Homophobic cyclist brutally beats driver, punches him in the face and shuts his leg in a car door
Roiled by road rage, a cyclist assaulted a man, hurling homophobic abuse at him and trapping his leg in a car door.
A cyclist in Northampton, England launched an attack against a motorist, shouting homophobic abuse at the victim while punching him in the face.
A Northamptonshire Police spokesman said: “The suspect became aggressive and started pushing his bike towards the victim, who then walked away.
“As he did so, the offender shouted the abuse at him, before proceeding to follow him to his car where he pushed the door of the car onto the victim’s leg.
“The offender then caused damage to the driver’s door by punching it, as well punching the victim to the face.”
The cyclist then peddled away from the scene, police said. He was around 30 years of age, of slim build and around 5’9″ with dark hair and salt and pepper-coloured stubble.
Authorities added that the suspect wore a light-coloured top, dark-toned shorts, black gloves and carried a backpack. The bike he rode, they said, was a dark mountain bike with light-coloured handles.
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According to the Northampton Chronicle & Echo, the offender assailed the victim at Weggs Farm Road, Duston, at the junction with Sandy Lane, at around 2pm on Tuesday (June 23). The victim drove a blue Vauxhall.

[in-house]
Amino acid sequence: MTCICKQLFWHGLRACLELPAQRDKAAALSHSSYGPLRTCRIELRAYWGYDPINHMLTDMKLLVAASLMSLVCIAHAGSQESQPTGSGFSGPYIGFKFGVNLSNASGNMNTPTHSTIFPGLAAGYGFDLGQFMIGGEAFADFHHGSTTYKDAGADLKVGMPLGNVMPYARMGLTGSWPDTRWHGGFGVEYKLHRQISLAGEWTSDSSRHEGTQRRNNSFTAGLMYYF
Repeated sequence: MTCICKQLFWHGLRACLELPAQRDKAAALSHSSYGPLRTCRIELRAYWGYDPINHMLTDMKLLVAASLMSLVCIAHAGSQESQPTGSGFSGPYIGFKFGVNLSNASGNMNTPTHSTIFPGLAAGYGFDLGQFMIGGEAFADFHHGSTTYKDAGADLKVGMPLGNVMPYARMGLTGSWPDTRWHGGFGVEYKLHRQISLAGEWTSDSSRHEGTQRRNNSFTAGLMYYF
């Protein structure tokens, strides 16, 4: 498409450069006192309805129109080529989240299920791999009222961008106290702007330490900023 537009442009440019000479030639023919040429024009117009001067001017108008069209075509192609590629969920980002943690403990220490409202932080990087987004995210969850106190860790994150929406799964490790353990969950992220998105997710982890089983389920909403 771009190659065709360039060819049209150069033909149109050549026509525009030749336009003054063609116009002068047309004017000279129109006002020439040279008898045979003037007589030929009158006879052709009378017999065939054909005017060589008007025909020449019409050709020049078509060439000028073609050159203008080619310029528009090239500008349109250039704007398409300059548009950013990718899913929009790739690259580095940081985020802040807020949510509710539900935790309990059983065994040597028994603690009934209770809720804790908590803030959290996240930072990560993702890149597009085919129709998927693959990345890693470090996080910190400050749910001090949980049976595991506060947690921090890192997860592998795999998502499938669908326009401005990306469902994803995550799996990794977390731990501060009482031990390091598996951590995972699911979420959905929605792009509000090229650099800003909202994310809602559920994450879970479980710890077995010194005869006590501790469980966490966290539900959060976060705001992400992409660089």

Police are asking any witnesses — especially motorists who may have dashcam footage of the incident — or anyone with information to call on 101 using incident number 20000319805.
Anti-LGBT+ hate crimes are rocketing in England and Wales.
Many LGBT+ people continue to face disproportionate levels of violence and discrimination in the UK and across the world due to their sexual or gender identity.
Last October, data published by the Home Office showed an alarming increase in rates of homophobic and transphobic hate crimes in the England and Wales over the preceding year.
There was a 37 per cent surge in the number of transphobic hate crimes, while there was a 25 per cent surge in homophobic hate crimes.
Some 27 per cent of anti-trans hate crime reports were for violent offences, while 24 per cent were for stalking and harassment, and 39 per cent for other public order offences.
But as much as prosecutors have stressed the rise is, in part, due to a climb in the amount of victims reporting hate crimes, activists nevertheless warn that the figures are likely even higher than official data suggests.